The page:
As I’ve stated in earlier blog posts, there are times when I go into “radio silence” for a variety of reasons. Whatever the underlying reason(s), the silence aspect of it usually boils down to two explanations: I have nothing coherent to discuss, or posting something somewhere (besides flippant Facebook posts) is “yet another thing to do” on the task list and I just can’t be bothered. For this current blackout period, both explanations are valid.
After making some decent strides with Epoxy, I’ve hit a bit of a roadblock. While I know that it’s solvable, it’s going to take a bit of trial and error to, first, find a solution, then second, find the best solution. The difficulty is that I’m using Ruby to not only poke the underlying graphics systems in three different operating systems, but that I need to provide a comprehensive message handling system for all three in a way that is Ruby-esque. For Cocoa, with its Objective-C underpinnings, that means creating new dynamic Objective-C classes and implementations, using Ruby, that will work with the Objective-C runtime library, without using any actual Objective-C code. Does this make your brain hurt? Add in a degree of difficulty: all online documentation is about Objective-C, not the underlying runtime layer. Also: Apple’s documentation is a bit obtuse. I feel a bit like I’m poking a large bear with a sharp stick while blindfolded.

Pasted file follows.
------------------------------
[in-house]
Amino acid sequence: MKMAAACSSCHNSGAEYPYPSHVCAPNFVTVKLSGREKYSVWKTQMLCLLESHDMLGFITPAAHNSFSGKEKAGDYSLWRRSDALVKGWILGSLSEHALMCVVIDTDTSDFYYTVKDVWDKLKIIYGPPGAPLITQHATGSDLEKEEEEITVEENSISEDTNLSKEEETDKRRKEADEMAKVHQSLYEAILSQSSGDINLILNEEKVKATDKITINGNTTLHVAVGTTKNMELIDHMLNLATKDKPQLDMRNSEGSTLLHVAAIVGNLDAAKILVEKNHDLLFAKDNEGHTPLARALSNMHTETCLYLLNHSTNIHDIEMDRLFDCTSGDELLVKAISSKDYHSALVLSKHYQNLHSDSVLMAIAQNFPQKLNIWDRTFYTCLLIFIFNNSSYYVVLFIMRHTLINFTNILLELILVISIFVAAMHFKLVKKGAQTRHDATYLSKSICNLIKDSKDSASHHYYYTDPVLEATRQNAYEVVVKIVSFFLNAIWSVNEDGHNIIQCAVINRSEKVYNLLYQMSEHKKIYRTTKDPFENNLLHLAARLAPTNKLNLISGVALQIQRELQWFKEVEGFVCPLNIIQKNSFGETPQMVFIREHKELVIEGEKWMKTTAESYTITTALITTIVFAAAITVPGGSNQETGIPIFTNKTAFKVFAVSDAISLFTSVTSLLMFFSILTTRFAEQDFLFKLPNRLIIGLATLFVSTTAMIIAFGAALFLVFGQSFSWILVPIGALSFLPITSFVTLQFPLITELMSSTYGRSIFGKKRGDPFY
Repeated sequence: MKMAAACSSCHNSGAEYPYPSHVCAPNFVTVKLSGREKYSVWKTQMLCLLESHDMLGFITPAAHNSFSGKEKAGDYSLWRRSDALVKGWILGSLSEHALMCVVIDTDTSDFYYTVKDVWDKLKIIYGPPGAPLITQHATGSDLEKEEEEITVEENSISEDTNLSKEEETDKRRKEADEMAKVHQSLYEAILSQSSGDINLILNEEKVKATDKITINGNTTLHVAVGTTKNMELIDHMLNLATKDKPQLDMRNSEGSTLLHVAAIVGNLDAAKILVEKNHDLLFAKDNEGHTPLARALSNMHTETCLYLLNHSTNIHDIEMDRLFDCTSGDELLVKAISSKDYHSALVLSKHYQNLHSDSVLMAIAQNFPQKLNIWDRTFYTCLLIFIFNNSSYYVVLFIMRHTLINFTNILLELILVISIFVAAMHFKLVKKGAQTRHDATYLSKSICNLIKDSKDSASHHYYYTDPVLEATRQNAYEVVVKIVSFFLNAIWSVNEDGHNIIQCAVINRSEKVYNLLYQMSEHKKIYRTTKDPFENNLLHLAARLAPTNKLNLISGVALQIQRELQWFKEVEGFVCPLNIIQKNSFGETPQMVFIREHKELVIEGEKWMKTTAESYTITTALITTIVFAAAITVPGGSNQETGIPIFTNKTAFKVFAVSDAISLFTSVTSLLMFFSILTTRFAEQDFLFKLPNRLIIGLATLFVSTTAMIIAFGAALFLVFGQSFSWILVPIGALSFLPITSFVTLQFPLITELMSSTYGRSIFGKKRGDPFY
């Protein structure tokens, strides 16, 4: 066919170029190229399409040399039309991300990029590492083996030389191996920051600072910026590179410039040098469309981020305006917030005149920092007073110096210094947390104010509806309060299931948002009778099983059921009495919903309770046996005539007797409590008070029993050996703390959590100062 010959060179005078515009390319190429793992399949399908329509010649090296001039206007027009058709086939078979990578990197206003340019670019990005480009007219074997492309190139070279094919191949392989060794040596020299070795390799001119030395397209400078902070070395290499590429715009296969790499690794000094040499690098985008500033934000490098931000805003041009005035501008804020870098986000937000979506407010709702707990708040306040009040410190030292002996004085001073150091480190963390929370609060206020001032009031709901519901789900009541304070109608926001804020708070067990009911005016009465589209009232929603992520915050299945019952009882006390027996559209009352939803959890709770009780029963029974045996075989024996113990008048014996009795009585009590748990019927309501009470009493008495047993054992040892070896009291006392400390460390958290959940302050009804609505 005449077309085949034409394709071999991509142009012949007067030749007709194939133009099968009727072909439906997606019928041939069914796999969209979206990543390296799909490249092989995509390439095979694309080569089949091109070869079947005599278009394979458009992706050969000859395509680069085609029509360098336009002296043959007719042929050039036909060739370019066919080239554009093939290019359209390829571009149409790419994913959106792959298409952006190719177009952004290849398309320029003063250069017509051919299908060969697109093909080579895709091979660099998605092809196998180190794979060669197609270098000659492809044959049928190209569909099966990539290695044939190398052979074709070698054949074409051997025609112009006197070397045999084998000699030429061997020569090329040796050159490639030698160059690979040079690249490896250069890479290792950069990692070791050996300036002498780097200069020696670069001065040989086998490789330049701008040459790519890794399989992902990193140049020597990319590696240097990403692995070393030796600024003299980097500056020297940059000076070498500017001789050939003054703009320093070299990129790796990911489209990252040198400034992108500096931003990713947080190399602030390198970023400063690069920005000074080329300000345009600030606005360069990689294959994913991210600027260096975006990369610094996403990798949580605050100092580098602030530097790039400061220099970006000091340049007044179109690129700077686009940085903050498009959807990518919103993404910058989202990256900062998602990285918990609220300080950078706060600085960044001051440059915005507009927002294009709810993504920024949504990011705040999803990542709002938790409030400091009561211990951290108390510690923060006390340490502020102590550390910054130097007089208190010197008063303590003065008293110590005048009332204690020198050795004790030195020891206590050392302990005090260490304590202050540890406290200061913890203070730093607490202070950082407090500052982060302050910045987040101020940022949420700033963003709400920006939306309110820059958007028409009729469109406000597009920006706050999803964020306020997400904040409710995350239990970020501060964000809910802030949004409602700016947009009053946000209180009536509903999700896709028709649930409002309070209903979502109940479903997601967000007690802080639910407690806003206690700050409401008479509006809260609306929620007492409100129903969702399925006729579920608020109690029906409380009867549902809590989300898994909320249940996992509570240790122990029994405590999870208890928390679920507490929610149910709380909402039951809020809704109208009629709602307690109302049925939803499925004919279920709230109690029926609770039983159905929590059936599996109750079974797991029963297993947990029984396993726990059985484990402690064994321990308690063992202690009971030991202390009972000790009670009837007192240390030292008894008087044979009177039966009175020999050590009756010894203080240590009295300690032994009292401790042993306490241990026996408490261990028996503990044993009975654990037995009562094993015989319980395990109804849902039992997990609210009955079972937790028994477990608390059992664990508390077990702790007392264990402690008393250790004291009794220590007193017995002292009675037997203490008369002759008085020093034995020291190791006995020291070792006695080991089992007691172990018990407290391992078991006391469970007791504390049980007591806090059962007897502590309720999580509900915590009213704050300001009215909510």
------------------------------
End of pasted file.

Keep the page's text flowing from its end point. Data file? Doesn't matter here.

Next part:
Hurting that effort is that I have too many irons in the fire and/or things on my mind. One surprising change happened at work after I returned home from the trip to Italy & Slovenia. Without going into detail, my role and responsibility set has been adjusted to allow me to focus more on engineering than on product management. The good news is that this adjustment allows me to focus on my strengths without sacrificing my title or compensation. The bad news is that, at least for the near term, I need to hit the ground running in this new role. This shift has mentally pushed my personal projects to the back burner, for now.
After a couple of months of stagnation, the last alpha playtest of Steel & Steam was held yesterday. We had a nice six-player short game, including one player who was playing S&S for the first time. We all enjoyed ourselves quite a bit, including Max, our newbie. He had a very positive experience with the game and confirmed the notion that, while it’s a bit overwhelming at first, that the strategies and decisions in the game play are excellent. I feel that S&S is at the point where it needs beta playtesting with fully edited rules and maybe a couple more play aids. I’m entering playtest kit territory, which is going to take a bit of my time as well. Still, it’s time to get this game into the next phase of development and production.